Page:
2120 Hindsight: Aneurmal Implants

31Jul09

Over a couple of beers last night, my friends and I decided that animal neural implants were the best invention of the 21st century.  Especially for cats.  We’ve all seen videos of what cats used to be like.  Funny beasts, but a true pain in the butt.

I guess some people were dead-set against implants in the early years, but from what I know about it, their reasons were basically superstition.  It’s pretty obvious, by now, that a cat can be both cute and useful.  Plus, you know, they deserve some subjugation, as payback for all those centuries of manipulating humans.  Once neuroscience reached the point of mapping and interpreting animal cognitive functions, there was no longer much doubt about cats’ mildly deranged scheming.

When aneurmal implants first appeared, they seemed artificial – but then, so was assisted childbirth, a couple thousand years ago.  The opposition to them seems to have been another example of accepted behavior during the Hypocrisy Epoch:  we like artificialities, except when we don’t – and then we complain about them bitterly.  Fortunately, when the real possibilities of the technology emerged, it turned out that nobody really enjoyed bee stings or snakebites.  You program in some permanent human-avoidance, and presto! no more mountain lions jumping on hikers.  No more cockroaches indoors.  Just another technology that seemed bizarre until it became normal, and then not having it seemed bizarre.

Ironically enough, we can thank early terrorists for the propagation of aneurmal implants in the wild.  These implants were originally supposed to be for use on nonreproducing test insects, which were utilized for purposes of research and warfare – tracking microscale wind currents, for instance, and videoing enemy combatants.  But the advent of genetic cellware meant that these sorts of capabilities could become permanent, inherited parts of insects’ neural wiring.  After that, they were “implants” only in the sense that they had originally been introduced artificially – and that, when properly designed, they could be shut off or turned down remotely, without impairing natural neural function.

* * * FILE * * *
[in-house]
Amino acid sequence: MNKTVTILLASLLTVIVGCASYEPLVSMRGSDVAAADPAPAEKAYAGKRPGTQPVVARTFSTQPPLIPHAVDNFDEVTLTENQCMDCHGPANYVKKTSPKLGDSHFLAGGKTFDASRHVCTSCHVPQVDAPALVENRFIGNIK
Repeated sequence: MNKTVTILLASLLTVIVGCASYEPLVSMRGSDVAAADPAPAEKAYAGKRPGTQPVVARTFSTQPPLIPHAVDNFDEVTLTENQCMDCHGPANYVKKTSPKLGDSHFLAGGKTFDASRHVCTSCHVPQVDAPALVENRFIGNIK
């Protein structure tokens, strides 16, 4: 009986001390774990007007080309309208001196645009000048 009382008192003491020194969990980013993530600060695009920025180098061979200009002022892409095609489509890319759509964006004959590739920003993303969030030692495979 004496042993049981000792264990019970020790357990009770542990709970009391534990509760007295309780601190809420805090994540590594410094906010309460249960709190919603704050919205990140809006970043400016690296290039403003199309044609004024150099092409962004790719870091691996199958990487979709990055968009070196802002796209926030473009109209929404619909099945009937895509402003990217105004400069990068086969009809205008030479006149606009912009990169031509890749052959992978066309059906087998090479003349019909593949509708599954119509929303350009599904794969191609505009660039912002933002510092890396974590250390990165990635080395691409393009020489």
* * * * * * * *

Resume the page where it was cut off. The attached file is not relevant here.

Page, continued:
Actually, in the early years, some of them couldn’t really be shut down, after a few days or weeks of usage, because insects’ brains, eyes, or other assets became atrophied through overdependence on them.  By now, with few exceptions, improved programming has taken care of that, and fortunately nobody misses most of the original insect assets that did become extinct before aneurmal programming reached its present level of sophistication.

But as I was saying, terrorists got hold of the technology, just as they got hold of most technologies sooner or later, and started playing around with it.  The notorious Dogs of Cuba incident, during that island’s Liberty (Mutual) Celebration in 2021, made clear that Approved Nations scientists could no longer assume that terrorists lacked access to aneurmal technology.  The only way to stay ahead of terrorists, from that point forward, was to out-program them.  So aneurmal programming went Open Source; and for some years thereafter, it developed rapidly according to the Open Source community’s established anarchic procedures.

There was a price for this progress.  For one thing, countless animals and insects endured untold moments (and sometimes years) of physical and mental agony.  Particularly awful examples include the stories of civil wars among incompatibly programmed animal proxies.  Eventually, though, cellware technology reached a point where scientists could propagate high-quality implant upgrades and countercellware (antivirus, antibacteria, etc.) updates throughout the wild kingdom wirelessly on a 24/7 basis.  The goal of such efforts was usually to insure that wild creatures would just be left alone, safe from terrorist manipulation, except when law enforcement or other authorized personnel needed all creatures fitting a certain description to be on the lookout for a specified type of person or behavior.

It is funny to recall the story in which PETA Unwired programmed the world’s skunks to approach humans on April 1, 2023.  But I’m sure it was distressing for many people at the time.  These and other activist measures (along with the sorts of atrocities cited above) did enhance public awareness and support for restrictions on cellware use.  Governments began to require ethical and technical training and licensing (and sometime court orders) for the use of cellware on living creatures who were not affiliated with the user’s home or his/her ordinary duties.  Public attitudes toward aneurmal programming in general became significantly less permissive.

Like many other aspects of those chaotic decades, such semi-random measures and countermeasures generated, inevitably, an enormous amount of unanticipated confusion, pain, and destruction.  Certainly much has changed since the commencement of the Great Calm.  But we still do have, from those years, at least the freedom to program our cats.

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